What Makes Your Image Better Than Someone Else's?

October 13, 2017  •  Leave a Comment



Kyle Cook




What makes your image better than someone else's who was at that same spot? There are several things! First, composition - is your composition more dynamic? Is there something to draw your viewer into your image, or is it just a picture - flat, with no "movement"? Is your lighting dramatic? Or, is it also flat, with no modeling, no dimension? Did you photograph at the right time of the day? Does your photograph have the harsh light of midday? Yes, sometimes that works, but LOTS of people go out on sunny days and shoot.


Be the one who shoots in fog, early morning or late afternoon light, or in more adverse weather conditions. THAT will give you images that no one else may get. You can't duplicate weather conditions! Are you shooting in the right season? The colors of fall will give you spectacular images - each fall is different - some dull, some bright. Use the color to your advantage - it almost always makes your image beautiful! How about winter? Don't discount shooting in winter to get images different than the status quo. Bring out the lovely shapes of trees that you can't see with their leafy coverings. Water in mountain streams often become a vibrant emerald green in the winter, adding color to an otherwise neutral scene. Snow simplifies your image and lets the eye focus on a more peaceful scene, eliminating clutter that would otherwise be exposed. Spring brings out soft, "fuzzy" color that softens your scene in a more pastel way. Be there when the leaves start to open, and when the blooms of dogwood and red bud add interest to your landscape. Capture the flowers at their peak, when they cover a hillside with vibrant color. Summer is a time to capture the beautiful verdant greens of moss near a waterfall and the shady paths through the woods.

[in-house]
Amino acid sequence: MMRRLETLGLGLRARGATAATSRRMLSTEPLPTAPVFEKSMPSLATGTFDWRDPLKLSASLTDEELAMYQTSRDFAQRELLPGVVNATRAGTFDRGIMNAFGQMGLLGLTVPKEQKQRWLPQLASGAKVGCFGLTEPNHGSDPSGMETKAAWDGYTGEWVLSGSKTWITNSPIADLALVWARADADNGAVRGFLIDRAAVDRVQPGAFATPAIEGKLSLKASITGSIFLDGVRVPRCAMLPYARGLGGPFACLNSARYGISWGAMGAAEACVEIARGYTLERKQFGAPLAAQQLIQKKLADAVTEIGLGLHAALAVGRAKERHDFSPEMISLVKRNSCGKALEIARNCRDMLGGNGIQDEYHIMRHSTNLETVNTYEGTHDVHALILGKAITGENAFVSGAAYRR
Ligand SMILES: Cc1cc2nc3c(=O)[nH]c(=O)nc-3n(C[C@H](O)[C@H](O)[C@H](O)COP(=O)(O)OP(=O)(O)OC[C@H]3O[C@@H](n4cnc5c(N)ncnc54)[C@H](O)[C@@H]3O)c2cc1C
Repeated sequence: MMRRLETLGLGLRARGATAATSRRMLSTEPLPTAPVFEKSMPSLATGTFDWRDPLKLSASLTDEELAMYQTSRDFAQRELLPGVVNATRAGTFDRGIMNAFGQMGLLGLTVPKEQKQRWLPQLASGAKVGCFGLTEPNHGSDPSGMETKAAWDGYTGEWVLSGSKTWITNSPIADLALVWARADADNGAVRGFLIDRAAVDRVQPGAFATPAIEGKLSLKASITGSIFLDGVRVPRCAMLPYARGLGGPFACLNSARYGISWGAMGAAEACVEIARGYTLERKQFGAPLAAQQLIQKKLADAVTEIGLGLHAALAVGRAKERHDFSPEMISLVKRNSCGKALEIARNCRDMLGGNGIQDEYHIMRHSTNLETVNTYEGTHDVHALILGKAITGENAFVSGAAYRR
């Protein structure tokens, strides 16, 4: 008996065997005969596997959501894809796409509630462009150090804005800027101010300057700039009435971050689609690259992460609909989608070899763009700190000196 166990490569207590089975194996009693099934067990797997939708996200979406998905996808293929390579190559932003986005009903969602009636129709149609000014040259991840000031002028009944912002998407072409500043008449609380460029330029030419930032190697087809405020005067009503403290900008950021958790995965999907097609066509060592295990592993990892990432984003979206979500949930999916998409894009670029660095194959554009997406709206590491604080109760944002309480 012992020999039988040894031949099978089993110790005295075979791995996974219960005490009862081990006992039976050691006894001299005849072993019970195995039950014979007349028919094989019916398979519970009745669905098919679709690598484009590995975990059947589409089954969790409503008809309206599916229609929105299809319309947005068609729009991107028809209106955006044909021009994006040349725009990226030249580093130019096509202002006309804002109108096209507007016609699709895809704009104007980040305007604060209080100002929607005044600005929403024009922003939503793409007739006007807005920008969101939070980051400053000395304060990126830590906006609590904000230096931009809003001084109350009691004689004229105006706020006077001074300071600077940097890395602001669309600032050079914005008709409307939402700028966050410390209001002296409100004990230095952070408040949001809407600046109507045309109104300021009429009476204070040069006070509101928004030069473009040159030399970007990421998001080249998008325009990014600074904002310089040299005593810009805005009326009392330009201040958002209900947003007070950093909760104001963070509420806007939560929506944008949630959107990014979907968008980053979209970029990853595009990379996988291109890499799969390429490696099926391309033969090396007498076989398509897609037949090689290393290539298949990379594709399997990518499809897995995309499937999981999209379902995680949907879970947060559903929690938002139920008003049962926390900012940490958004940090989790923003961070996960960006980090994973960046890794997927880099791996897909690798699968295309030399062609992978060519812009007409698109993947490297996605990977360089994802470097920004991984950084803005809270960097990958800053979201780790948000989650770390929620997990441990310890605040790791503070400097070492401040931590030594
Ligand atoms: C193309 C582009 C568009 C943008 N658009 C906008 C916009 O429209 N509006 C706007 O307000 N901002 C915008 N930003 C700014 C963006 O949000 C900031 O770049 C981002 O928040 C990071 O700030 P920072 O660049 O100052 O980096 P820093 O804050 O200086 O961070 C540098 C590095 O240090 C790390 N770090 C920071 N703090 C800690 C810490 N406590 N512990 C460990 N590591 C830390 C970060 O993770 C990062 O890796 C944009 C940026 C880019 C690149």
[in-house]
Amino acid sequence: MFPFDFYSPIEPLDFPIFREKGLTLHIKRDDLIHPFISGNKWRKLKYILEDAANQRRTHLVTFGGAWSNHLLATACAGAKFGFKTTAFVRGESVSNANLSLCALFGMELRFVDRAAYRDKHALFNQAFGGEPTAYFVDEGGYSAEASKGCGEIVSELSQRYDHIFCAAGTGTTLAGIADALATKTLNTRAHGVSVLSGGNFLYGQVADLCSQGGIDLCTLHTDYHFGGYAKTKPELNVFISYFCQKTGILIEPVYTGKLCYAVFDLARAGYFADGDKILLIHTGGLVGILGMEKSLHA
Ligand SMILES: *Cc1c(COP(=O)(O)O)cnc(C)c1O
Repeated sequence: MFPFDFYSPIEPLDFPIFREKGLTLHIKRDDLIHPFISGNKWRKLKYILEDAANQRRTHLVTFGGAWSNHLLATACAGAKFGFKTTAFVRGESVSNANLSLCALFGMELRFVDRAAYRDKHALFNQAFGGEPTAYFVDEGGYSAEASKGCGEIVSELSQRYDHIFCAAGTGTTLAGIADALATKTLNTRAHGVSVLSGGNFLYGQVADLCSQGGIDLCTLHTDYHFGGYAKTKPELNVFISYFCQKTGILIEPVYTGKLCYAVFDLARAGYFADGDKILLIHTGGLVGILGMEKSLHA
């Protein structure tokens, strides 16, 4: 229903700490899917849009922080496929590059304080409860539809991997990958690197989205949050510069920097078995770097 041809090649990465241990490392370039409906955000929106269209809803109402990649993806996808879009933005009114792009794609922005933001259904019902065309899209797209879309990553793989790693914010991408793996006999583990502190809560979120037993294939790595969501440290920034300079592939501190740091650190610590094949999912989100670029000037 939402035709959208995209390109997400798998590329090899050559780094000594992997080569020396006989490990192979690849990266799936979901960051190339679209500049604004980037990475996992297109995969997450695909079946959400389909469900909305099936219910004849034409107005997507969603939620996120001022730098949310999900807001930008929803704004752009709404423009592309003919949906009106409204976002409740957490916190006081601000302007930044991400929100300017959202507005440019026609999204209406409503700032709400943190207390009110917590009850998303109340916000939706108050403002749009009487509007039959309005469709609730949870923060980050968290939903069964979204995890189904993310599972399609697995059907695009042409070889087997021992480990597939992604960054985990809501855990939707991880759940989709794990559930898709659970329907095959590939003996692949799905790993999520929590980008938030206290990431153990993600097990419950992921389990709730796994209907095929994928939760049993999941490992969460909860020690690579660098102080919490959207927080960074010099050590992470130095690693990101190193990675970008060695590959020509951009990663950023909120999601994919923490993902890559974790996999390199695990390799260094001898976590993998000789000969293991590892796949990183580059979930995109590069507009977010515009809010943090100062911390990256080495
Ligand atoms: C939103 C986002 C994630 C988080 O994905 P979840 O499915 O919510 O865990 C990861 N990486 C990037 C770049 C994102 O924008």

Choosing your time to shoot a subject can result in a drastically different image depending on when you photograph it. It's a fun exercise to photograph a scene in all seasons. That doesn't mean just taking a snapshot of it in Fall, Winter, Spring and Summer - it means to do that, but also capture the moods of that season in your photograph to make people wish they were there. Try to take images that will bring out emotions of longing to be where you were at that same time. This, of course, can't always happen, but it's a great thing to aim for. Get there when other people aren't. Don't wait for something better tomorrow - shoot what you have today! You might miss something if you don't! 


Stop taking snapshots and start making images. Take the season, the lighting, the atmosphere all into consideration when you make your photograph. Then, you will be happier with your images, and others will enjoy them even more.  Now, get out and shoot!


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